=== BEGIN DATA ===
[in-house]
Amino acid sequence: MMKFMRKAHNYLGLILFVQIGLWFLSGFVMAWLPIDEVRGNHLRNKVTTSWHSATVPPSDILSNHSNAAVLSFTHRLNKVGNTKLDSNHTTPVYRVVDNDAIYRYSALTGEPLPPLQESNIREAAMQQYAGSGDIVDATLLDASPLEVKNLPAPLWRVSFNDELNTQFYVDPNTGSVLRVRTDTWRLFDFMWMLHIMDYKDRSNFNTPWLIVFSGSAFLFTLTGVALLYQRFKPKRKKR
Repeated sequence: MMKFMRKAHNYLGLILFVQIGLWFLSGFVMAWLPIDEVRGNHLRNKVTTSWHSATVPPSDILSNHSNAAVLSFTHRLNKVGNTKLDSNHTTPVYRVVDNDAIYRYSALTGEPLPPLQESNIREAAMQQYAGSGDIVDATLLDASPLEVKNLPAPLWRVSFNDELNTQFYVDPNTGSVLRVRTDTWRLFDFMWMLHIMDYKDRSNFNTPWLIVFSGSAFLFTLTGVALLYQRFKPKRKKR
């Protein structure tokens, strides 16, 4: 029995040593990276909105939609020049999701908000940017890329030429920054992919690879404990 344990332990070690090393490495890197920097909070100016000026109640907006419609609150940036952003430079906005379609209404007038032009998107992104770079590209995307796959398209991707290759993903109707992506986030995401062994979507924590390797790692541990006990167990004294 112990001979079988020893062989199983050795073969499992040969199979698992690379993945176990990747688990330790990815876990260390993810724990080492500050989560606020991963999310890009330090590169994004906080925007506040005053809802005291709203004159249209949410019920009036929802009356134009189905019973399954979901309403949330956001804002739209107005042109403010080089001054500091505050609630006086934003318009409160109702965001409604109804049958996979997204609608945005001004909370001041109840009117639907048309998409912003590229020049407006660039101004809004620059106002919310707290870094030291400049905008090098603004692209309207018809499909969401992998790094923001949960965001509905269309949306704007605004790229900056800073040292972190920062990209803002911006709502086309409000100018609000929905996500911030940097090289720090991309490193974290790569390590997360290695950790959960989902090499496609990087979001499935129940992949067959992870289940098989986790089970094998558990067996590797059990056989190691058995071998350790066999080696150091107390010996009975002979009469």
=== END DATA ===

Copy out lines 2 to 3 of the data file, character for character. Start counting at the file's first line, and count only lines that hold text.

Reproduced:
Amino acid sequence: MMKFMRKAHNYLGLILFVQIGLWFLSGFVMAWLPIDEVRGNHLRNKVTTSWHSATVPPSDILSNHSNAAVLSFTHRLNKVGNTKLDSNHTTPVYRVVDNDAIYRYSALTGEPLPPLQESNIREAAMQQYAGSGDIVDATLLDASPLEVKNLPAPLWRVSFNDELNTQFYVDPNTGSVLRVRTDTWRLFDFMWMLHIMDYKDRSNFNTPWLIVFSGSAFLFTLTGVALLYQRFKPKRKKR
Repeated sequence: MMKFMRKAHNYLGLILFVQIGLWFLSGFVMAWLPIDEVRGNHLRNKVTTSWHSATVPPSDILSNHSNAAVLSFTHRLNKVGNTKLDSNHTTPVYRVVDNDAIYRYSALTGEPLPPLQESNIREAAMQQYAGSGDIVDATLLDASPLEVKNLPAPLWRVSFNDELNTQFYVDPNTGSVLRVRTDTWRLFDFMWMLHIMDYKDRSNFNTPWLIVFSGSAFLFTLTGVALLYQRFKPKRKKR